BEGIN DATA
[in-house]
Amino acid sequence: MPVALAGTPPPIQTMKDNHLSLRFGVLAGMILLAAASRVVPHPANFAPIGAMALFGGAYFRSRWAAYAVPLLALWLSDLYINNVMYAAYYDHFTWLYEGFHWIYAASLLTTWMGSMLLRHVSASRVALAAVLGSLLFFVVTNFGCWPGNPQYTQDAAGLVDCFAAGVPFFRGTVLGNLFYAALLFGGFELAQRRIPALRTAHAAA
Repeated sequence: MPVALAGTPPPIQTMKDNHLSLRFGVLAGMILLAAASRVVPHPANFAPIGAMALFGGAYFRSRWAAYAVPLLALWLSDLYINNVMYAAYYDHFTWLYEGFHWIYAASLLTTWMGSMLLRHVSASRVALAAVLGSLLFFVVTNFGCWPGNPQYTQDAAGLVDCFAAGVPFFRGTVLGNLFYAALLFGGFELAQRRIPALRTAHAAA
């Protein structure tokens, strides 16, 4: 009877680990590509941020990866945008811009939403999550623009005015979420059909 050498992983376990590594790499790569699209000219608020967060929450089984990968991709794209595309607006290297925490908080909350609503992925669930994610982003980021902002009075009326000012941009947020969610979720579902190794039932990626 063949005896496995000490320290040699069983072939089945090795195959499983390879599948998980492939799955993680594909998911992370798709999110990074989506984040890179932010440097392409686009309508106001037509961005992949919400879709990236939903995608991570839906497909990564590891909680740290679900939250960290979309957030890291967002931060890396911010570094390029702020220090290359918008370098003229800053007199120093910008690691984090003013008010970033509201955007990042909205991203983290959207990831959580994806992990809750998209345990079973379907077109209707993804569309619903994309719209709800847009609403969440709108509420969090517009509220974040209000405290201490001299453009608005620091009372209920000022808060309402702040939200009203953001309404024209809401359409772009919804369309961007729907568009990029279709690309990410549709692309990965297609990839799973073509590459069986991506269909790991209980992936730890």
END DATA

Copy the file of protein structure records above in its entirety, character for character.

[in-house]
Amino acid sequence: MPVALAGTPPPIQTMKDNHLSLRFGVLAGMILLAAASRVVPHPANFAPIGAMALFGGAYFRSRWAAYAVPLLALWLSDLYINNVMYAAYYDHFTWLYEGFHWIYAASLLTTWMGSMLLRHVSASRVALAAVLGSLLFFVVTNFGCWPGNPQYTQDAAGLVDCFAAGVPFFRGTVLGNLFYAALLFGGFELAQRRIPALRTAHAAA
Repeated sequence: MPVALAGTPPPIQTMKDNHLSLRFGVLAGMILLAAASRVVPHPANFAPIGAMALFGGAYFRSRWAAYAVPLLALWLSDLYINNVMYAAYYDHFTWLYEGFHWIYAASLLTTWMGSMLLRHVSASRVALAAVLGSLLFFVVTNFGCWPGNPQYTQDAAGLVDCFAAGVPFFRGTVLGNLFYAALLFGGFELAQRRIPALRTAHAAA
């Protein structure tokens, strides 16, 4: 009877680990590509941020990866945008811009939403999550623009005015979420059909 050498992983376990590594790499790569699209000219608020967060929450089984990968991709794209595309607006290297925490908080909350609503992925669930994610982003980021902002009075009326000012941009947020969610979720579902190794039932990626 063949005896496995000490320290040699069983072939089945090795195959499983390879599948998980492939799955993680594909998911992370798709999110990074989506984040890179932010440097392409686009309508106001037509961005992949919400879709990236939903995608991570839906497909990564590891909680740290679900939250960290979309957030890291967002931060890396911010570094390029702020220090290359918008370098003229800053007199120093910008690691984090003013008010970033509201955007990042909205991203983290959207990831959580994806992990809750998209345990079973379907077109209707993804569309619903994309719209709800847009609403969440709108509420969090517009509220974040209000405290201490001299453009608005620091009372209920000022808060309402702040939200009203953001309404024209809401359409772009919804369309961007729907568009990029279709690309990410549709692309990965297609990839799973073509590459069986991506269909790991209980992936730890």